Ultimately it came off the heat, was dressed with butter and honey, and eaten happily. With so much sugar in the dough, of course it tasted good, bit in my mind, not such a realistic recipe. I doubt the pioneers would have squandered that much of their precious sugar for a daily bread recipe. Next time I do this, I'll look around for another recipe, maybe even one that I try ahead of time...

P.S. In case anyone was worrying, I got the dishes all cleaned up Friday during the day and the pans weren't that bad after an overnight soaking.

Thursday, March 22, 2012

Taking A Deep Breath

The cooking part of my classroom is a total mess.

This afternoon our class attempted/made cowboy fry bread. It took longer than I thought (post about the full lesson coming soon) and then I had to leave school just after 3:00 to get to my daughter's parent/teacher conference one town over from where I teach.

I left behind 20 unwashed plates, almost as many forks, and three fry pans that are going to need some serious attention even though they're currently soaking in soapy water.

Why I am posting about this?

For anyone who knows me, it comes as no surprise to hear me describe myself as a type-A, detail oriented person. Over the years I have learned I am learning how to take a breath and deal with whatever comes my way. My learning has been facilitated by maturity that goes with the aging process, the reality of working with children, the reality of being a working parent, and a healthy dose of yoga every now and then.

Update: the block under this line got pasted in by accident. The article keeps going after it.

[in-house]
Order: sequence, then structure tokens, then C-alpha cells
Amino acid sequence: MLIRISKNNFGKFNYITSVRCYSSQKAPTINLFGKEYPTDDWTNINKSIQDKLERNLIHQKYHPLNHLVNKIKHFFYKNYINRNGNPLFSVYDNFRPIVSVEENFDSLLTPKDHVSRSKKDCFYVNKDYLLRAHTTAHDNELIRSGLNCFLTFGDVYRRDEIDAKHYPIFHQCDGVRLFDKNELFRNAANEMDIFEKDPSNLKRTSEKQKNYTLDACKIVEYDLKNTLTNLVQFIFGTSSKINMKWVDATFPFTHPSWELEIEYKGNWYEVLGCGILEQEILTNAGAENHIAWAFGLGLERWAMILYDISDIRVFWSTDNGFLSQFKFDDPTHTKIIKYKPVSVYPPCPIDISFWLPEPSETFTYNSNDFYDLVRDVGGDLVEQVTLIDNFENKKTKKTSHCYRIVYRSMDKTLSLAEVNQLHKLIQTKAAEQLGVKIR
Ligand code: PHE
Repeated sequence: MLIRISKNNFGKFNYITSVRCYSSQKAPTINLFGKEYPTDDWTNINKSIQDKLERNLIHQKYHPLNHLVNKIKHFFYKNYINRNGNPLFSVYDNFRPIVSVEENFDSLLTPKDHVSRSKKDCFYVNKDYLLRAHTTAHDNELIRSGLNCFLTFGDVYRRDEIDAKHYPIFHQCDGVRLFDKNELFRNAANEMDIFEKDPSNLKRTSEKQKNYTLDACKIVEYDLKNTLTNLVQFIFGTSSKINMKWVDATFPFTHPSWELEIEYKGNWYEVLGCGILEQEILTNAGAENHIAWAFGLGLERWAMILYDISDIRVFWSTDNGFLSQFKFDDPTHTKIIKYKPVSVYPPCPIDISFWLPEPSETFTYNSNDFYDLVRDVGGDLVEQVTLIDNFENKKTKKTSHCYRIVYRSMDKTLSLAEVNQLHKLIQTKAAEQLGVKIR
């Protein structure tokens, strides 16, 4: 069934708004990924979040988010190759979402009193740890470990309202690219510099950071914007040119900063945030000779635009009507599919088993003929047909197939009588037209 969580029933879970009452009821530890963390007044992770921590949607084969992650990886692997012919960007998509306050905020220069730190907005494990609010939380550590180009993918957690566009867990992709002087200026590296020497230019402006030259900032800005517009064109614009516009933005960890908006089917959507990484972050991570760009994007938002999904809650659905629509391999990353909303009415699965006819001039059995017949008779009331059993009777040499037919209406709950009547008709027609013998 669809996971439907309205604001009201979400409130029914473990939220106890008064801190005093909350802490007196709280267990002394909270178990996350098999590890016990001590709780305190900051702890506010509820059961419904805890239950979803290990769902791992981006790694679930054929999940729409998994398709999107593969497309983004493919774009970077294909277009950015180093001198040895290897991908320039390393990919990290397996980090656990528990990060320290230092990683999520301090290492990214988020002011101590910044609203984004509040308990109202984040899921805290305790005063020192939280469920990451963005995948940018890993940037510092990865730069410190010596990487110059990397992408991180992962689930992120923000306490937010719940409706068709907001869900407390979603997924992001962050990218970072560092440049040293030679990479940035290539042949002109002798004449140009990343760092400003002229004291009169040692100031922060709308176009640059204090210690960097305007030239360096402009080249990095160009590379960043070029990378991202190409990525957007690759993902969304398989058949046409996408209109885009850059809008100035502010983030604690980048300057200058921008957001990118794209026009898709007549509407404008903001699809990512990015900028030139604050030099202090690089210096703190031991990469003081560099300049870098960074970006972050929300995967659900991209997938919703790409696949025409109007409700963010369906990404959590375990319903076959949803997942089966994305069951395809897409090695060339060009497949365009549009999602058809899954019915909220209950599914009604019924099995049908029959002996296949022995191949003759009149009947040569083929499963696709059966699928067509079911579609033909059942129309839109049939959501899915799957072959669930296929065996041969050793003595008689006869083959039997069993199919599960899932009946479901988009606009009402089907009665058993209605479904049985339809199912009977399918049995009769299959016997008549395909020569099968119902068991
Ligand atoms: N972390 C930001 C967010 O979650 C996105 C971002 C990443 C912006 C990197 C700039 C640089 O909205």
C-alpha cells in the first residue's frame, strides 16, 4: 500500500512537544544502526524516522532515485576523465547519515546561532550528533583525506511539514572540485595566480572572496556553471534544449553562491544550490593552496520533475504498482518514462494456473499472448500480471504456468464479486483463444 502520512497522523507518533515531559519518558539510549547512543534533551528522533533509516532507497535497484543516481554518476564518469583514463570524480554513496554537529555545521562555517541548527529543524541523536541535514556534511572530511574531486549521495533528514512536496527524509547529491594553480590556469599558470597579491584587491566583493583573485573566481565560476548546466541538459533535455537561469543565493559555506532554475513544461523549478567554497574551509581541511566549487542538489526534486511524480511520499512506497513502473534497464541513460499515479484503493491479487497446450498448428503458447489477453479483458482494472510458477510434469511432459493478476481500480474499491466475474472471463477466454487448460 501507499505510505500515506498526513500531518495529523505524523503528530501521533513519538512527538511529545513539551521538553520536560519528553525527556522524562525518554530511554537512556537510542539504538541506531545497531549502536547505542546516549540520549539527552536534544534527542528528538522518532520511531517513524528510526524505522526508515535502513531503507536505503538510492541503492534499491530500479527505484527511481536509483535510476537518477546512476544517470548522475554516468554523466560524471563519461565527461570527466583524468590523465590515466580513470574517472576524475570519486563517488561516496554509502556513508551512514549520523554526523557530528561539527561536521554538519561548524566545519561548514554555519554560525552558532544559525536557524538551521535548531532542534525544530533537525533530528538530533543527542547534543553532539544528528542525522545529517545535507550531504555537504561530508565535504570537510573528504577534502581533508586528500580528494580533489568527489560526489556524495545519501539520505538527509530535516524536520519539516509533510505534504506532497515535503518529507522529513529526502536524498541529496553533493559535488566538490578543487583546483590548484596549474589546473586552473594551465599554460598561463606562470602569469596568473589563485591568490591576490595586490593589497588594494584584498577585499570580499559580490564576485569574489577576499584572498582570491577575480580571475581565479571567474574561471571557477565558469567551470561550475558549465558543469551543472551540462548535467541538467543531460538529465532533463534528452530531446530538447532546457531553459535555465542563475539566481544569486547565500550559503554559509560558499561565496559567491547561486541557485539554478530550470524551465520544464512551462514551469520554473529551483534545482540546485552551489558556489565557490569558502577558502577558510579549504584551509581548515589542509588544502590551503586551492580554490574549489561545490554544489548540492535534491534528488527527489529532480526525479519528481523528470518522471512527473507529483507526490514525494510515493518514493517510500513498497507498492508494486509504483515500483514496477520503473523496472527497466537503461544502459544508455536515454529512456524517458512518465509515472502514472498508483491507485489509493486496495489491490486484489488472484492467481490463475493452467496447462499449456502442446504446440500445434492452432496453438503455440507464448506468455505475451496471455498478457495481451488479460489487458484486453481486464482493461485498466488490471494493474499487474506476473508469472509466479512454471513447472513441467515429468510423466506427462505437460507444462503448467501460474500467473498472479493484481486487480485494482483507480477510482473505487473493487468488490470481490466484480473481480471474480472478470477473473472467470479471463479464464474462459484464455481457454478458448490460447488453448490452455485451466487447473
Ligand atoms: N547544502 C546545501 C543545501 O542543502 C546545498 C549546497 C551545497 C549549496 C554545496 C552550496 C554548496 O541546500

So the fact that I was able to leave behind the mess of dishes instead of crazily trying to wash them all in ten minutes or less speaks to growth in coping with my innate type-A tendencies. This blog has been, in part, a way for me to record my professional growth this year, and I hope everyone would agree that knowing when it's okay to shrug your shoulders and “let it go” is important growth for anyone working with children.

Especially pre-adolescents in the springtime.

Wednesday, March 14, 2012

MacGyver Goes West

Last week I noticed that one student's abandoned science experiment had taken an unexpected turn. After being observed for signs of oxidation, the chunk of pepper and half a kiwi went through another change. As the water evaporated from it, it became a shriveled mss of dried pepper, and a kiwi slab, that, when we examined it today, many students mistook for a mushroom.